AS an executive recruiter with twenty-two years of expertise, interviewing freshers/Experienced to see if they are suitable for my client’s organization is literally a part of my daily routine.
Typically, a prospective employer can ask if you’ve got any queries. Here’s a summary of these that usually do not go down too well with the client, often due to that candidates aren’t selected.
1.”Can you tell me something regarding your company?”
The employer is instantly put off! an aspiring candidate is meant to go to the company website and perceive its business model, products, services, history etc. Please read the section ‘About Us‘ where companies give their history, products, the geographies they serve etc. also visit the ‘Blog‘ section of the company, where you’ve got information regarding the latest product releases, what customers say about their product and any awards they have won, recently.
2. “Will you do a reference check?”
Most corporations use the services of a third-party agency to conduct a ‘reference check‘. the instant you pop this question, a red flag is hoisted because the interviewer might imagine you have something to hide.
3. “What is your leave policy?”
Don’t raise this question. it looks like you prefer to relax. while most companies talk of work-life balance, few follow them.
4. “Do you work on Saturdays?”
Avoid this question, because the employer gets a suspicion concerning your intentions to work exhausting.
5. when can I get my next increment?
This question causes you to appear ‘greedy’. Avoid asking it at this stage of the interview process. The employer thinks that you are looking at money all the time and thus can change jobs if offered a slightly higher pay.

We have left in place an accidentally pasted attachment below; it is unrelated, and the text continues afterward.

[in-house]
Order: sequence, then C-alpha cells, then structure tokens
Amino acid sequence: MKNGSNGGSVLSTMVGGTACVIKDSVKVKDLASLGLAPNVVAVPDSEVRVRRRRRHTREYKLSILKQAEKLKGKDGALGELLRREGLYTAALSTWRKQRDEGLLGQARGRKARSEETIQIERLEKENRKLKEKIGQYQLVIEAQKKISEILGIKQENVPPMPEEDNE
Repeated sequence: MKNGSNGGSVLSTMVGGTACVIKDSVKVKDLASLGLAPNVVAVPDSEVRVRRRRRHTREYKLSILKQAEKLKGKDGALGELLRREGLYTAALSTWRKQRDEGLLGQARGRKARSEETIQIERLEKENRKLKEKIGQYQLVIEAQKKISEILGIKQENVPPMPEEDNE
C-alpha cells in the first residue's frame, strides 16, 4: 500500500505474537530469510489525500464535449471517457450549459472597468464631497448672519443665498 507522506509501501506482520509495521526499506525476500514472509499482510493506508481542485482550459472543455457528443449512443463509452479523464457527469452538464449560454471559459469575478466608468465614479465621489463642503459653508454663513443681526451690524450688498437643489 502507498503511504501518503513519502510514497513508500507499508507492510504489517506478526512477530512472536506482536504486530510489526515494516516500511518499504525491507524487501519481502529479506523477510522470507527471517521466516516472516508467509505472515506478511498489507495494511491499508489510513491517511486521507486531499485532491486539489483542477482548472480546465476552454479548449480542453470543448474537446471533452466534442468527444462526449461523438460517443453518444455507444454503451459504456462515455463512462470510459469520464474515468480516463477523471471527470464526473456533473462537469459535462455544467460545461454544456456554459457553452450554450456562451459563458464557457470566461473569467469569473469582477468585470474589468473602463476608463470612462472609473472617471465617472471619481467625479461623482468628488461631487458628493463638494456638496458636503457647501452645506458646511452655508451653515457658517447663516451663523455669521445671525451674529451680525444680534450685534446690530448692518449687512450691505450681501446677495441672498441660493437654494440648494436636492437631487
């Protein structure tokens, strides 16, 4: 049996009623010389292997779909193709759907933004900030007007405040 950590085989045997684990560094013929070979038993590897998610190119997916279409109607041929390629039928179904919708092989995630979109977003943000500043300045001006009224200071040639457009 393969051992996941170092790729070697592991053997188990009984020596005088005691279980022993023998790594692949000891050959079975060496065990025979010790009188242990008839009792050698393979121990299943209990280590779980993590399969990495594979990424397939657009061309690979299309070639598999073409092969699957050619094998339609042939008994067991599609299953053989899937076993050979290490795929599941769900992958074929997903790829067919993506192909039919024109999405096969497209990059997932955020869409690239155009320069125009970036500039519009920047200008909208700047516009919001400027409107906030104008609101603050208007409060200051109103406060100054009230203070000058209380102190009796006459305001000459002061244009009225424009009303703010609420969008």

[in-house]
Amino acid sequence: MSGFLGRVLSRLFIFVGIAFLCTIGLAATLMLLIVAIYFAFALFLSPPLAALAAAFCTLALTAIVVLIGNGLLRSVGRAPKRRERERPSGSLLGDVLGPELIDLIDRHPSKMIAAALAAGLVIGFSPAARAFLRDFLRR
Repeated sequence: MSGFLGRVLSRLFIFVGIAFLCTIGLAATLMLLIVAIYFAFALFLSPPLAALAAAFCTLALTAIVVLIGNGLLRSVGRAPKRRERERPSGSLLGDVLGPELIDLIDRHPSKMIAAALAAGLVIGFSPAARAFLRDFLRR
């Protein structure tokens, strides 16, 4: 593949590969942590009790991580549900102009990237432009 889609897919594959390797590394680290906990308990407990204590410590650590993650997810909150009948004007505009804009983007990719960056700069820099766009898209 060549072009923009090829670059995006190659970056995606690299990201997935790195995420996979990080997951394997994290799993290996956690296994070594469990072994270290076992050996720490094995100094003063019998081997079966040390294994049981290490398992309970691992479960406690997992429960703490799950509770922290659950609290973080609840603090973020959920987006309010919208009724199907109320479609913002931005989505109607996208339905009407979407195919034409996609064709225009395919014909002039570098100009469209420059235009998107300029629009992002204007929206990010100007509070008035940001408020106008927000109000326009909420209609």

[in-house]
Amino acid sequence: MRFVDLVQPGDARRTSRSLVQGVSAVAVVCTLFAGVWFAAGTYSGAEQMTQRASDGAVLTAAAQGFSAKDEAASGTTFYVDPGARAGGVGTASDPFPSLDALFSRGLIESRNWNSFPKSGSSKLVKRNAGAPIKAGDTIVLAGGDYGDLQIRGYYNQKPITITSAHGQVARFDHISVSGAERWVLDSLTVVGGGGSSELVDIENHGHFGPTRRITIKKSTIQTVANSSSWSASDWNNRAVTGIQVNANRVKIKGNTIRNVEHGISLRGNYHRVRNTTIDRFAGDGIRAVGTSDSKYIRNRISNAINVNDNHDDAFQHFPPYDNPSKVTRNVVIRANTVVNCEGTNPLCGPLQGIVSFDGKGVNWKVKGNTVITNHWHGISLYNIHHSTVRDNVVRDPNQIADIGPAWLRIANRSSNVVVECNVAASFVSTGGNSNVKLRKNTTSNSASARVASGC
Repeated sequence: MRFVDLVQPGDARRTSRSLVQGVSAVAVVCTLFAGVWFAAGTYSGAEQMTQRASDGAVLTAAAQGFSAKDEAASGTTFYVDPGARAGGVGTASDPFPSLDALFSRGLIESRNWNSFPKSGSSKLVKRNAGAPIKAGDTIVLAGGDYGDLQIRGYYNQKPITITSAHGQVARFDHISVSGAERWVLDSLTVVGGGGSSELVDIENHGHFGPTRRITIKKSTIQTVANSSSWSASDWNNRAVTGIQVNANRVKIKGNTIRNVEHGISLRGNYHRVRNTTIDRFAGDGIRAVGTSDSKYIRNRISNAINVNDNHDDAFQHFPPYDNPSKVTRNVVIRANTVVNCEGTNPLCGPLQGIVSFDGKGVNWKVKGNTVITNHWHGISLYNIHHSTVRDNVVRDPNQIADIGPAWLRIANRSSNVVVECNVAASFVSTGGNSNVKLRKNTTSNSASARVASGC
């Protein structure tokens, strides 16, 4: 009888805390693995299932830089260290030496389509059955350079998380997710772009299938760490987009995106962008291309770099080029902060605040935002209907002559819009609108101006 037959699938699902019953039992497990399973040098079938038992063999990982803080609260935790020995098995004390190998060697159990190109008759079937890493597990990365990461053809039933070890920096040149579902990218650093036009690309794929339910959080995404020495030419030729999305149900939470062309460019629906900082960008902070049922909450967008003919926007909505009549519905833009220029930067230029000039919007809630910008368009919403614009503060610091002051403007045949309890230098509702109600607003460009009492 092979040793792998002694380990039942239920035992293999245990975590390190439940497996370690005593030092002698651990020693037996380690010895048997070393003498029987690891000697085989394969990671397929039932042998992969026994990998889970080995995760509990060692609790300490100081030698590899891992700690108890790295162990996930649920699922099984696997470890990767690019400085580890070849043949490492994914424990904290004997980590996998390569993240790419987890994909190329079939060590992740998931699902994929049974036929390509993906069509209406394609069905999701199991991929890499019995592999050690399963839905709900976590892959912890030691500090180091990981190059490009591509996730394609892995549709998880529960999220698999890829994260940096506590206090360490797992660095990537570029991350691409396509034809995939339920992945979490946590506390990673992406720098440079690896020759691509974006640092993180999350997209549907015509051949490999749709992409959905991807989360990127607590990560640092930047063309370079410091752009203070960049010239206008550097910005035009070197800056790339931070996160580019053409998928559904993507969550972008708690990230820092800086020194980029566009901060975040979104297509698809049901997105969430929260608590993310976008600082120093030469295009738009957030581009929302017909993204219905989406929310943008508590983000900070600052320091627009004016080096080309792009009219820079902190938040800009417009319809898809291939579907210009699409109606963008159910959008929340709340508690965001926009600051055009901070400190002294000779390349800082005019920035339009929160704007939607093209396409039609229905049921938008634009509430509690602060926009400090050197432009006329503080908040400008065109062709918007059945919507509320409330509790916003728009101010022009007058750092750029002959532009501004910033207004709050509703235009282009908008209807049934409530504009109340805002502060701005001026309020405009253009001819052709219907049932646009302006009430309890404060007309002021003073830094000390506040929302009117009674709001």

6. “can you say whether you have other jobs in your organization?”
You may be offered a job, which you think that is below your aspirations. If you feel that the job is below your ability then say same directly at the interview.
7. “How soon can I able to move in a higher role?”
You may have been offered a sales role and you may have an interest in a marketing/brand management role. Asking this question has no meaning as you’re virtually saying to the employer “I don’t like this job”. Remember, most employers can keep you for a reasonable time within the offered role and relying upon your performance transfer you to a different role.
8. “May I know the most effective way of transport is to reach the office from my residence?”
Don’t raise this question! you can easily resolve the solution talking to people within the neighborhood and at the bus or terminus.
9. “Are there opportunities for promotion?”
Please do not raise this question throughout the interview. Once you be a part of the company and prove yourself, then you’ll be able to raise this issue together with your boss. In today’s job market, your priority should be to 1stget the job. It’s better to look for promotion subsequently.
10. “When do I start?”
Since you’re unsure that you are offered, don’t raise this question. The employer gets the feeling that you are overconfident and brash and will not suit them. a better means for job seekers to point out their interest is to be direct. they must tell the interviewer they’re terribly interested in being considered further for the position and offer to provide no matter further info the company may need.